Effects of Sports Drinks on Athletes’ Oral Health
Keeping your body healthy is crucial as an athlete. Successful performance demands dedication to training, eating well, and staying hydrated. Although it seems obvious that athletes must consistently care for their bodies, many overlook a crucial part of their health – their teeth.
Maintaining Oral health is as important as strengthening the body for athletic performance. Rising rates of dental problems in active people – from as young as preschool to older adults have caused concern for dental professionals. Sports drinks can cause 3 times more damage to teeth than soda. Even though consuming sports drinks can help improve your performance, it’s important to weigh the risks you are taking to your oral health, too. Here are some crucial facts about the sports drinks:
The most commonly reported dental problems among athletes were tooth decay, gum disease, enamel erosion, and infected wisdom teeth.
Tooth decay – The sugar found in sports drinks adhere to the teeth more than saliva and promote acid production for the oral bacteria, putting you at a higher risk for decay. The enamel and dentine of teeth are weakened and broken down by acids of a pH lower than 5.5. Many sports drinks and intra-workout supplements contain citric acid or malic acid with a pH between 2.4 – 4.5. Instead of gulping down a quick sports drink, athletes often take frequent sips during their workouts, exposing their teeth to harmful levels of acidity and sugar. Because dehydration is a common issue among athletes, having a dry mouth and a decreased salivary flow makes them more vulnerable to tooth decay.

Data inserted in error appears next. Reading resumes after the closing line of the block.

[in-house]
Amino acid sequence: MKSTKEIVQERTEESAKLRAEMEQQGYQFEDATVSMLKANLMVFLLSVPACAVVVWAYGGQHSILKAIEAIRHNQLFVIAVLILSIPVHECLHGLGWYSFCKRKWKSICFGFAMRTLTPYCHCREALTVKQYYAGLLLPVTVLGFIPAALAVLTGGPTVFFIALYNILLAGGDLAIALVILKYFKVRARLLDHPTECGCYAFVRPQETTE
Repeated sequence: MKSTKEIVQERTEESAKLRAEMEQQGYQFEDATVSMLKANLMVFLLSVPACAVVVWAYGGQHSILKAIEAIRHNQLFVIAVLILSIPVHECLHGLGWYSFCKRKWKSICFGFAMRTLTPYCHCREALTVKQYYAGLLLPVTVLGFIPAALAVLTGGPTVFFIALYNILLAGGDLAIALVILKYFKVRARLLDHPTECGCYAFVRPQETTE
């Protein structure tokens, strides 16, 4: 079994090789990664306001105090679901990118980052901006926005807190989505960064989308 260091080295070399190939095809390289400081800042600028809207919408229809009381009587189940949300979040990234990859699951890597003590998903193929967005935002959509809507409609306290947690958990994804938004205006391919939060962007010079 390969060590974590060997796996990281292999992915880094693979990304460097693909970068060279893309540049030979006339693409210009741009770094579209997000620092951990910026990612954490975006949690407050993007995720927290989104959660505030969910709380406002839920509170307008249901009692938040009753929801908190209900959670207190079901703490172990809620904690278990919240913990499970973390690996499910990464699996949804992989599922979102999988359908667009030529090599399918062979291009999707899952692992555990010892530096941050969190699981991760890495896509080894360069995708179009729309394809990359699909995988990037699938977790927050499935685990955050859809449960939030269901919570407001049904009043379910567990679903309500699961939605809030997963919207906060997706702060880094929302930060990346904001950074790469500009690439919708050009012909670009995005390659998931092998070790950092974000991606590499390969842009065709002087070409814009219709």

Advice for athletes
Dentists urge athletes to use sports drinks in the following fashion:
• Use sports drinks in moderation, also use fruit juices or soft drinks in moderation because they have the same potential to erode teeth. Water is the best drink for light workouts in which less body fluids are lost.
• Dilute sports drinks with water.
• If possible, use a straw to reduce contact between the drink and teeth. Do not hold the drink in your mouth or swish it around.
• Do not brush your teeth immediately after consuming a sports drink. The acid in sports drinks makes teeth softer and brushing can cause protective enamel to be lost.
• Talk to your dentist about preventative care for your oral health. Find out a healthy hydration regimen for your work out.
You can protect yourself by skipping energy drinks and instead drink water and replenish your electrolytes naturally through foods, such as bananas, peanut butter, seaweed, leafy greens, melons, milk, beans, and whole grains. Contact Expressions Dental to learn more.